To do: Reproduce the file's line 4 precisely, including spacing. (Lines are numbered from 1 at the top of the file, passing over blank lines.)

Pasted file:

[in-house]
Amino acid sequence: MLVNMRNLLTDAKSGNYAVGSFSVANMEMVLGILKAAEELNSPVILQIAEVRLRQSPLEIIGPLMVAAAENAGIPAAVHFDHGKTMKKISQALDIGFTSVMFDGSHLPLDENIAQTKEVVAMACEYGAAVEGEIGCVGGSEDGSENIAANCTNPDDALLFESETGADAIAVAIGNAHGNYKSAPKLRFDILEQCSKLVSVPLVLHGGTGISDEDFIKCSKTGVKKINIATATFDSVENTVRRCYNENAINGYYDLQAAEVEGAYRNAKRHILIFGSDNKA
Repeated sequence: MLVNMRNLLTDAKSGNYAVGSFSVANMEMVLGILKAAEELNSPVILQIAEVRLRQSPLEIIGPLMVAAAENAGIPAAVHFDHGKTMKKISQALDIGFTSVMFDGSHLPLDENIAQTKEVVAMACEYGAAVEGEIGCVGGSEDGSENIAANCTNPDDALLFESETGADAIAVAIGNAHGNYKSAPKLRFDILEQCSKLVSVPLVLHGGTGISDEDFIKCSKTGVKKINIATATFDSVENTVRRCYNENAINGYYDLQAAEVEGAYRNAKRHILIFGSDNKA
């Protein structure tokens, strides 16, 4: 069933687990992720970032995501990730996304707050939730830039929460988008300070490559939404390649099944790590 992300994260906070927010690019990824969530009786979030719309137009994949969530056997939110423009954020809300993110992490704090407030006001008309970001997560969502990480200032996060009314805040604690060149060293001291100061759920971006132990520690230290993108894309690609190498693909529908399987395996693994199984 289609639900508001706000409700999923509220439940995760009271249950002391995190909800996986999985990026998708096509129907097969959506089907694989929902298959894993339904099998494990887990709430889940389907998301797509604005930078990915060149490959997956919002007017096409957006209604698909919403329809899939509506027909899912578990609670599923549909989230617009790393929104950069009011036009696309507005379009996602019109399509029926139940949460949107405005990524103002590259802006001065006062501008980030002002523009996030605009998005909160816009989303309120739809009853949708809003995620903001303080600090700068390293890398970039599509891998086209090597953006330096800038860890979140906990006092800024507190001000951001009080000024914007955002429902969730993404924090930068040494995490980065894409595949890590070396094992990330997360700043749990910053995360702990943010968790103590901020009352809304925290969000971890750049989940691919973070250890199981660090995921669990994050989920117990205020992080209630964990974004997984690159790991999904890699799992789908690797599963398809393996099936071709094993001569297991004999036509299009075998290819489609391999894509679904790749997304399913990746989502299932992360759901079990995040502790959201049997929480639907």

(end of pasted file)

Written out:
């Protein structure tokens, strides 16, 4: 069933687990992720970032995501990730996304707050939730830039929460988008300070490559939404390649099944790590 992300994260906070927010690019990824969530009786979030719309137009994949969530056997939110423009954020809300993110992490704090407030006001008309970001997560969502990480200032996060009314805040604690060149060293001291100061759920971006132990520690230290993108894309690609190498693909529908399987395996693994199984 289609639900508001706000409700999923509220439940995760009271249950002391995190909800996986999985990026998708096509129907097969959506089907694989929902298959894993339904099998494990887990709430889940389907998301797509604005930078990915060149490959997956919002007017096409957006209604698909919403329809899939509506027909899912578990609670599923549909989230617009790393929104950069009011036009696309507005379009996602019109399509029926139940949460949107405005990524103002590259802006001065006062501008980030002002523009996030605009998005909160816009989303309120739809009853949708809003995620903001303080600090700068390293890398970039599509891998086209090597953006330096800038860890979140906990006092800024507190001000951001009080000024914007955002429902969730993404924090930068040494995490980065894409595949890590070396094992990330997360700043749990910053995360702990943010968790103590901020009352809304925290969000971890750049989940691919973070250890199981660090995921669990994050989920117990205020992080209630964990974004997984690159790991999904890699799992789908690797599963398809393996099936071709094993001569297991004999036509299009075998290819489609391999894509679904790749997304399913990746989502299932992360759901079990995040502790959201049997929480639907």